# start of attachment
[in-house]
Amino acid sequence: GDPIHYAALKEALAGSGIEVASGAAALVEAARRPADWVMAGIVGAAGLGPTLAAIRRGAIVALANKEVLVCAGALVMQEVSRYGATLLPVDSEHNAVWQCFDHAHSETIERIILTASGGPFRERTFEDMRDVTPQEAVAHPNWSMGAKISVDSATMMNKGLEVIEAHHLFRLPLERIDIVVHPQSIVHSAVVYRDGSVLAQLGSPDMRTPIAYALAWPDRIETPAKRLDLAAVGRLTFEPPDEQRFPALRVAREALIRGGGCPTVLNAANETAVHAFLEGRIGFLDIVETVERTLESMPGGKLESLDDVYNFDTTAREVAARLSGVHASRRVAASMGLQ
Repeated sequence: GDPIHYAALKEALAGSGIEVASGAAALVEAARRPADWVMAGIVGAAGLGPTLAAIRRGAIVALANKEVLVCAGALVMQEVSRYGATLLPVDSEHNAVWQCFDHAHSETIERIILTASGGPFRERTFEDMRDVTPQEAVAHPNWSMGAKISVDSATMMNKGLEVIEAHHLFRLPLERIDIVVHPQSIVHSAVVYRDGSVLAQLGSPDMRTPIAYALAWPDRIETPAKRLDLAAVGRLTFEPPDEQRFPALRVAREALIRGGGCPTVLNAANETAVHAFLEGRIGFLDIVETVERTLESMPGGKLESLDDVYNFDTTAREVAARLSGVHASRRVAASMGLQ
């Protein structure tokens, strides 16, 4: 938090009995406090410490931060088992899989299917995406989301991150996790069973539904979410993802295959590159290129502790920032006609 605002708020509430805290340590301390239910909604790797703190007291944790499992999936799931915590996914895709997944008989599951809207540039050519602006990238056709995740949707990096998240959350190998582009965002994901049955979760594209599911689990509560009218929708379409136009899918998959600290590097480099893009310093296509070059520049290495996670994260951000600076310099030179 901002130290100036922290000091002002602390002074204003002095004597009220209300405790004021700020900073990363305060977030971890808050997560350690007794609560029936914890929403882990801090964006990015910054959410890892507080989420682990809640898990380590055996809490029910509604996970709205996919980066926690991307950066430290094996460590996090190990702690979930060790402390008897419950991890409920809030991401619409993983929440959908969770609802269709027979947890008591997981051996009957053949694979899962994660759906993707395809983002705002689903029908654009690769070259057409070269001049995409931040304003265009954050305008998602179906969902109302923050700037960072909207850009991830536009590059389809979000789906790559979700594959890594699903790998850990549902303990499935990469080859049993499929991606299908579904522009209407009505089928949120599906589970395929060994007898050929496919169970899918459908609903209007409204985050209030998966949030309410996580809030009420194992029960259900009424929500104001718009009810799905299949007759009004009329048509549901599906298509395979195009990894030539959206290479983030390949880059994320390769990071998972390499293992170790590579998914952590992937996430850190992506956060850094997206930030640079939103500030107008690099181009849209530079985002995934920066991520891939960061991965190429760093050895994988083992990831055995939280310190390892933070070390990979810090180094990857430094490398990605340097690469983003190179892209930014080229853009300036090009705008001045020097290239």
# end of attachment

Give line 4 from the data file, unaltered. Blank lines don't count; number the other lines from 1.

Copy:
């Protein structure tokens, strides 16, 4: 938090009995406090410490931060088992899989299917995406989301991150996790069973539904979410993802295959590159290129502790920032006609 605002708020509430805290340590301390239910909604790797703190007291944790499992999936799931915590996914895709997944008989599951809207540039050519602006990238056709995740949707990096998240959350190998582009965002994901049955979760594209599911689990509560009218929708379409136009899918998959600290590097480099893009310093296509070059520049290495996670994260951000600076310099030179 901002130290100036922290000091002002602390002074204003002095004597009220209300405790004021700020900073990363305060977030971890808050997560350690007794609560029936914890929403882990801090964006990015910054959410890892507080989420682990809640898990380590055996809490029910509604996970709205996919980066926690991307950066430290094996460590996090190990702690979930060790402390008897419950991890409920809030991401619409993983929440959908969770609802269709027979947890008591997981051996009957053949694979899962994660759906993707395809983002705002689903029908654009690769070259057409070269001049995409931040304003265009954050305008998602179906969902109302923050700037960072909207850009991830536009590059389809979000789906790559979700594959890594699903790998850990549902303990499935990469080859049993499929991606299908579904522009209407009505089928949120599906589970395929060994007898050929496919169970899918459908609903209007409204985050209030998966949030309410996580809030009420194992029960259900009424929500104001718009009810799905299949007759009004009329048509549901599906298509395979195009990894030539959206290479983030390949880059994320390769990071998972390499293992170790590579998914952590992937996430850190992506956060850094997206930030640079939103500030107008690099181009849209530079985002995934920066991520891939960061991965190429760093050895994988083992990831055995939280310190390892933070070390990979810090180094990857430094490398990605340097690469983003190179892209930014080229853009300036090009705008001045020097290239």